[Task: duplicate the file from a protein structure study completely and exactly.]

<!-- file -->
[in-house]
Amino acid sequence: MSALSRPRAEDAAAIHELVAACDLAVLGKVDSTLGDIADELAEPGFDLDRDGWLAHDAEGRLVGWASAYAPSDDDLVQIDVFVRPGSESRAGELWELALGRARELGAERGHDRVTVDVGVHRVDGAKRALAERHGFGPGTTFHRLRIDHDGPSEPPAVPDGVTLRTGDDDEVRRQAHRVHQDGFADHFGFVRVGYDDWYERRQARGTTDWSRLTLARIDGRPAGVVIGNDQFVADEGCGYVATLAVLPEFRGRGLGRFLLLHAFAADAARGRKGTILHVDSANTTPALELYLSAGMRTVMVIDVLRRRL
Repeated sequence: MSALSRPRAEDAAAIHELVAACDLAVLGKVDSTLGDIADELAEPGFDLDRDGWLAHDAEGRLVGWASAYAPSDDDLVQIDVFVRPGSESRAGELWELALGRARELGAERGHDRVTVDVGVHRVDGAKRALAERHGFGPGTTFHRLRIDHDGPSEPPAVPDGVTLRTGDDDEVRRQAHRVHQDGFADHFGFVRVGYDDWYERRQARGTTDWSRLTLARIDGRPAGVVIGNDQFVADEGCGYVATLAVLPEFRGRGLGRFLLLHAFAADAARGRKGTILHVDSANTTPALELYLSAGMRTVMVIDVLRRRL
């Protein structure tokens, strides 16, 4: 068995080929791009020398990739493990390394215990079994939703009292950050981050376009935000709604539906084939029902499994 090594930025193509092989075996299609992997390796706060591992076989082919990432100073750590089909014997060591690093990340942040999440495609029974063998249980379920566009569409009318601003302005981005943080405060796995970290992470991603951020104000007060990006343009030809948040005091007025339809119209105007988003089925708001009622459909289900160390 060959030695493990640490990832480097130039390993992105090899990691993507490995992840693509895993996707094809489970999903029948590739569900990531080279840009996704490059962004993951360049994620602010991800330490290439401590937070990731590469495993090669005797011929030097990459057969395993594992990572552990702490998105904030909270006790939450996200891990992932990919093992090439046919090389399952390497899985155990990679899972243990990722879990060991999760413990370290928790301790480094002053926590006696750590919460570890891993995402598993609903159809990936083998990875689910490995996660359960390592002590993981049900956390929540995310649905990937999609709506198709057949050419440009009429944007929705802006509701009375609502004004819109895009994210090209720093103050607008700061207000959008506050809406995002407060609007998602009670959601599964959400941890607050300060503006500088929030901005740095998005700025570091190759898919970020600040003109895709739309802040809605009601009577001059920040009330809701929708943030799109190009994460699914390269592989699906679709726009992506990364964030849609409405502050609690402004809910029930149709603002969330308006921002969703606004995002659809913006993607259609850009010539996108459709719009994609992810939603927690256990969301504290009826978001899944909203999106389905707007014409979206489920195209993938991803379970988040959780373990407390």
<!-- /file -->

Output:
[in-house]
Amino acid sequence: MSALSRPRAEDAAAIHELVAACDLAVLGKVDSTLGDIADELAEPGFDLDRDGWLAHDAEGRLVGWASAYAPSDDDLVQIDVFVRPGSESRAGELWELALGRARELGAERGHDRVTVDVGVHRVDGAKRALAERHGFGPGTTFHRLRIDHDGPSEPPAVPDGVTLRTGDDDEVRRQAHRVHQDGFADHFGFVRVGYDDWYERRQARGTTDWSRLTLARIDGRPAGVVIGNDQFVADEGCGYVATLAVLPEFRGRGLGRFLLLHAFAADAARGRKGTILHVDSANTTPALELYLSAGMRTVMVIDVLRRRL
Repeated sequence: MSALSRPRAEDAAAIHELVAACDLAVLGKVDSTLGDIADELAEPGFDLDRDGWLAHDAEGRLVGWASAYAPSDDDLVQIDVFVRPGSESRAGELWELALGRARELGAERGHDRVTVDVGVHRVDGAKRALAERHGFGPGTTFHRLRIDHDGPSEPPAVPDGVTLRTGDDDEVRRQAHRVHQDGFADHFGFVRVGYDDWYERRQARGTTDWSRLTLARIDGRPAGVVIGNDQFVADEGCGYVATLAVLPEFRGRGLGRFLLLHAFAADAARGRKGTILHVDSANTTPALELYLSAGMRTVMVIDVLRRRL
């Protein structure tokens, strides 16, 4: 068995080929791009020398990739493990390394215990079994939703009292950050981050376009935000709604539906084939029902499994 090594930025193509092989075996299609992997390796706060591992076989082919990432100073750590089909014997060591690093990340942040999440495609029974063998249980379920566009569409009318601003302005981005943080405060796995970290992470991603951020104000007060990006343009030809948040005091007025339809119209105007988003089925708001009622459909289900160390 060959030695493990640490990832480097130039390993992105090899990691993507490995992840693509895993996707094809489970999903029948590739569900990531080279840009996704490059962004993951360049994620602010991800330490290439401590937070990731590469495993090669005797011929030097990459057969395993594992990572552990702490998105904030909270006790939450996200891990992932990919093992090439046919090389399952390497899985155990990679899972243990990722879990060991999760413990370290928790301790480094002053926590006696750590919460570890891993995402598993609903159809990936083998990875689910490995996660359960390592002590993981049900956390929540995310649905990937999609709506198709057949050419440009009429944007929705802006509701009375609502004004819109895009994210090209720093103050607008700061207000959008506050809406995002407060609007998602009670959601599964959400941890607050300060503006500088929030901005740095998005700025570091190759898919970020600040003109895709739309802040809605009601009577001059920040009330809701929708943030799109190009994460699914390269592989699906679709726009992506990364964030849609409405502050609690402004809910029930149709603002969330308006921002969703606004995002659809913006993607259609850009010539996108459709719009994609992810939603927690256990969301504290009826978001899944909203999106389905707007014409979206489920195209993938991803379970988040959780373990407390």